After the association retaliated against him, Captain Hight appealed to the Coast Guard, but to no avail. His pleas were met with no action, and eventually he received an administrative denial. He appealed to the Coast Guard’s Commandant, and that too was denied. His only recourse is a lawsuit to protect his constitutional rights.
Captain Hight’s Legal Claims
What the Coast Guard did to Captain Hight is so unconstitutional, and unlawful under the Coast Guard’s own regulations, that his case makes a number of claims. First, the Coast Guard has unconstitutionally delegated governmental power to the association, a self-interested private monopoly. Second, the requirement that he join the association in order to go to work violates the First Amendment. Third, his treatment by the Coast Guard in his appeal violated his due process rights. Finally, the Coast Guard is violating its own rules, and federal laws, in denying him a license and a chance to go to work.
The Government Can’t Let Private, Self-Interested Parties Use the Powers of Government
First, when government acts, it is supposed to act in the public interest, not to favor one group over another. And to protect against the failure to act in the public interest, we have restraints on government such as the Constitution, procedural safeguards, democratic elections, and Congressional oversight.
What might happen if the government turned its responsibilities over to a private party who lacked those protections and had a self-interested agenda at odds with the public interest? It’s pretty obvious it wouldn’t be good. That is exactly what the Coast Guard has done with piloting on the Great Lakes.
The Coast Guard told Captain Hight he cannot get a license unless the association gives him a positive recommendation. Period. Captain Hight argued to the Coast Guard that the recommendation was negative because of unethical retaliation by the association’s president. No matter. Under the Coast Guard’s view of the law, whatever the reason, if the association does not recommend him he cannot get a license.
Not only is this absurd, it’s a clear example of the delegation of lawmaking power to a private party, something long understood to violate the Constitution.8
Freedom to (Not) Associate
Given his experience during training, Captain Hight has no desire to join the association. But the Coast Guard takes the position that he must get its permission before he can get a license, and even if he passes the Coast Guard exam, he has to join the association in order to go to work. That is because the Coast Guard allows the association to control the list of pilots that can pilot ships—called the “tour de role.” The association removed Captain Hight from the tour de role after denying him a recommendation, and every indication is that it will not return him to the tour de role even after he gets his license.
This violates the First Amendment, which protects Americans from being forced to join a private association in order to pursue their calling. The Supreme Court has ruled that workers cannot be forced to join or pay money to a private association that speaks on their behalf without their consent. The same principle applies for Captain Hight. He shouldn’t have to join an association that lobbies the Coast Guard if he disagrees with their policies and considers them ethically suspect.
A bedrock rule of our constitutional order is that if the government takes something away from you, you have a right to certain procedures and an ability to know the facts it is using against you. That apparently doesn’t apply to pilots and the Coast Guard. In having his appeal denied, the Coast Guard said what Captain Hight contended didn’t match up with what the association told Coast Guard officials. But those officials didn’t give him a chance to examine those statements or cross-examine any witnesses. That’s a violation of the Fifth Amendment’s guarantee of due process of law.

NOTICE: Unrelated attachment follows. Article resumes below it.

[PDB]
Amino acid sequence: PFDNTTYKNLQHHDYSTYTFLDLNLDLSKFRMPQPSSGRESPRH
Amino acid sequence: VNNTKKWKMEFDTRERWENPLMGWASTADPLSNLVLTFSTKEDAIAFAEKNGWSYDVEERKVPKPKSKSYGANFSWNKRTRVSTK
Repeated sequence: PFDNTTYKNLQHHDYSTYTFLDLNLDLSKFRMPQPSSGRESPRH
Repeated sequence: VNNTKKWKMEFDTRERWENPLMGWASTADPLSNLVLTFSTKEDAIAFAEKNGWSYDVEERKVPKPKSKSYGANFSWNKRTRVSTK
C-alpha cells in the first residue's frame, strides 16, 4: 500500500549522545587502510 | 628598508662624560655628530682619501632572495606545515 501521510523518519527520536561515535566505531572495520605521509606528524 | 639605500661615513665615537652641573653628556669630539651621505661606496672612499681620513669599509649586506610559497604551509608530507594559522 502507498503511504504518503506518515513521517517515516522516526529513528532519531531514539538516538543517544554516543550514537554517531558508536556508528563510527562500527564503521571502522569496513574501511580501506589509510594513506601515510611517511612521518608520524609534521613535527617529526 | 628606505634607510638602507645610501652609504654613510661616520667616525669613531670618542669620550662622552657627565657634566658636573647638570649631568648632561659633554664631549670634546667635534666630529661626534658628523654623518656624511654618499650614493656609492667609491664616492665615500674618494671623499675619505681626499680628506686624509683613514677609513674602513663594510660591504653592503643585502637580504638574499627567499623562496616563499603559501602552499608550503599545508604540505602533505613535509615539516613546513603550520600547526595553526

The Coast Guard’s Own Regulations
On top of all these constitutional violations, the Coast Guard doesn’t even enforce its own regulations correctly. In fact, the director of the office that regulates pilots on the Great Lakes even admitted that how it issues the licenses Captain Hight was working under “doesn’t really align with the regulations.”
IJ and Captain Hight are now asking the federal courts to force the Coast Guard to simply enforce those regulations, and not defer to its stretched interpretation of them. The courts cannot side with the Coast Guard’s interpretation of its own rules just because it’s the government.
Impacts Beyond this Case
This case raises a number of issues that could reverberate outside of the pilots on the Great Lakes. For example, many occupations are tightly regulated, with mandates to join private associations, such as the lawyers in many states who have to join bar associations to hold their licenses. Also, other associations similar to the St. Lawrence Seaway Pilots’ Association are often given lawmaking authority. An example is the Financial Industry Regulatory Authority (FINRA), that governs many of the rules for brokers. Thus, Captain Hight’s fight against the delegation of governmental power to private interests could make some much-needed waves.
The Litigation Team
The case is being litigated by IJ Senior Attorney Anthony Sanders and IJ Constitutional Law Fellow Ben Rump.
The Institute for Justice
The Institute for Justice is the national law firm for liberty. Since 1991, IJ has litigated in the courts of law and in the court of public opinion to defend free speech, property rights, economic liberty, and parental choice in education. Many of these cases challenge schemes that protect entrenched interests and deprive Americans of their right to earn a living. For instance, IJ is representing would-be cosmetologists in Pennsylvania denied the right to work because of old criminal convictions, a family-owned liquor store stopped from getting its license by a Tennessee association, and online entrepreneurs forced out of South Carolina by politically connected optometrists.